I feel like I’m running in two directions. There was a mail in my inbox from Mythlore magazine, and they are considering publishing my article on Pratchett and Tolkien – in 4 to 6 months, I should know more.
And almost at the same time, I have sent off my thesis summary to my professors with the feeling that there is either a horrible typo somewhere or that I should have written even more (but 9 pages ought to be enough, right?).
Not-so-busy times, confusing times. But still good times.
Yes. Time for my midnight tweet, and then off to bed.
Off to theatre camp tomorrow. With me I am taking:
– An obscure book to review (google Arno Schmidt if you want to know more)
– An essay to give the final edge to
– A PhD rewriting to summarise
– A lesson for next Tuesday to prepare
– William Beckford’s Vathek to read for another essay
And of course my script and everything else I need to survive for this long coming weekend. I might send updates now and then (we do have internet even though we’re out in the country near somewhere called Lützelflüh), but only sporadically so if at all. In the worst case, you’ll hear from me next week! Check out my twitter account if you’d like to read some of my more obscure writings: https://twitter.com/TheCityofNames
Have a great rest of the week!
Looks like I have gained two followers on Tumblr while I have lost two on Twitter. Welcome!
In any case, I have begun preparing my conference presentation and feel like I’m cheating on and with myself – basically, I am taking the best bits of my essay and garnishing them with powerpoint slides. For those who are interested, here is the abstract, which I might have posted before due to academic amnesia:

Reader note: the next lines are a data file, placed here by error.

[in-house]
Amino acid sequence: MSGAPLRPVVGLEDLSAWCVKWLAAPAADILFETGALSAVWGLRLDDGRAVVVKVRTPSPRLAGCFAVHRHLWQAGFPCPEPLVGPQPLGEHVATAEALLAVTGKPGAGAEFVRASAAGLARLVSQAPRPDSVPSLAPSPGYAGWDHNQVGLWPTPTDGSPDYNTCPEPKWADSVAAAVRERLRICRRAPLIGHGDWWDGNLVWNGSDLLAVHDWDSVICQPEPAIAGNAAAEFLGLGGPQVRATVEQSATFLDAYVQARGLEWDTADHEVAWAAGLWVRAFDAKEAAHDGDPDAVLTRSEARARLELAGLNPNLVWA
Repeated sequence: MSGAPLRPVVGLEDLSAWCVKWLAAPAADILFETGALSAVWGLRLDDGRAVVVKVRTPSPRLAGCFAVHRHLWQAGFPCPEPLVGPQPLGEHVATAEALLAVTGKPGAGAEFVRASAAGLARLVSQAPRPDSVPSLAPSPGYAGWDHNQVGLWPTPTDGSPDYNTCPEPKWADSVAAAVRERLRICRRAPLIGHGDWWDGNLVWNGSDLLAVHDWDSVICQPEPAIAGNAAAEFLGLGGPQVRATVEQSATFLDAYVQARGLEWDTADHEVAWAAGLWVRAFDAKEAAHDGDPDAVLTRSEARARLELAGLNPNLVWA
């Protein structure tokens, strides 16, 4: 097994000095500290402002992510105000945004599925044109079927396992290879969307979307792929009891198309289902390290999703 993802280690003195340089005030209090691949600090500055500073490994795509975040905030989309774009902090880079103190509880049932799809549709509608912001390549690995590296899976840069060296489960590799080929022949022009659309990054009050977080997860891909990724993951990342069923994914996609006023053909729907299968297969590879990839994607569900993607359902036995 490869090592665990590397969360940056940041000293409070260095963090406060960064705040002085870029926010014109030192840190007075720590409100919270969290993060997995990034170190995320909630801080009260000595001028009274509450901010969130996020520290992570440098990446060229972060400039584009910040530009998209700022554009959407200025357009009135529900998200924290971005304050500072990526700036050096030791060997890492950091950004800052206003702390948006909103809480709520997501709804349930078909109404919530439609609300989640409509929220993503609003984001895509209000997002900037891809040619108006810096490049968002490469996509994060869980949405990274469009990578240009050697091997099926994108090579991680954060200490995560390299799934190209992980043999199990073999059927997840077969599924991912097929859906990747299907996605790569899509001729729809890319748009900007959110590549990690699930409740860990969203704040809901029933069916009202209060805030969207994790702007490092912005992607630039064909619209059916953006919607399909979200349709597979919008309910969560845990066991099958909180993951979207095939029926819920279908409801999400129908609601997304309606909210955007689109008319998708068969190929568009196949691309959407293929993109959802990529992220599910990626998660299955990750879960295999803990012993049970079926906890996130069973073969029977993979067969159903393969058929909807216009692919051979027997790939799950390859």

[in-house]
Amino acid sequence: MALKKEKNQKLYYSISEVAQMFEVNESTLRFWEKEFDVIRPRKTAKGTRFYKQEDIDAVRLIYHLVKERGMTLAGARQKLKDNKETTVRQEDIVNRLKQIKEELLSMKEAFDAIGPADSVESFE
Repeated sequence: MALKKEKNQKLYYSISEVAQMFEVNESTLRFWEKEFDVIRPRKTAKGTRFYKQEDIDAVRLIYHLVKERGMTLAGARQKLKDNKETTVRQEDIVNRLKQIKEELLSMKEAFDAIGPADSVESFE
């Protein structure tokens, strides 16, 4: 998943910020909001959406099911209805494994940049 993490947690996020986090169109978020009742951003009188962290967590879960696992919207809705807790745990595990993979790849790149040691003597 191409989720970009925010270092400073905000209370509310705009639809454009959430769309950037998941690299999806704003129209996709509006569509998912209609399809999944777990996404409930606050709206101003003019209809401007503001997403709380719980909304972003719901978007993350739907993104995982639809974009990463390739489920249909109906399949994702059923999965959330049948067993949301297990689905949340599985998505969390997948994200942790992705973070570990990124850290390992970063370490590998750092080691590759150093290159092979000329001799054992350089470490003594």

More than just a set of parodies, Terry Pratchett’s Discworld novels are a continuing examination of the nature of fantasy fiction. The development of the Discworld from a mere background to a fully-fledged secondary world both reflects and challenges the Tolkienian ideal of sub-creation. Pratchett does not simply parody the genre in the vein of Bored of the Rings or Barry Trotter but takes inspiration from fantasy and its roots as well as other strands of literature to turn them into an amalgam of his own creation. In doing so, he questions the clichés and established tropes of the genre and fiction in general, be it by casting secondary characters as main protagonists or by exploring Tolkien’s influence from unusual perspectives. Beneath the prevalent jokes and puns that make up a Discworld novel lies a serious debate about genre, reader expectations and human nature. As a “world and mirror of worlds”, the Discworld continues to shed new light on topics ranging from magic and power to literary theory and narratology.
I have entered my essay for the best student paper competition at Mythcon, so keep your fingers crossed! And do you have any ideas for an easy fantasy-themed costume? Apparently there is going to be a why-not-dress-yourself-up-as-an-Uruk-hai party one night…
This is not exactly off-topic but relates to my thesis only marginally. If you’d like to read bits and pieces of my non-academic writings, have a look at the following links:
I have just set up the Twitter account and plan to tweet there what I can’t post on the blog. And vice versa.
If it reads fragmented and slightly confusing, this is deliberate. The City of Names has a very healthy resistance to maps.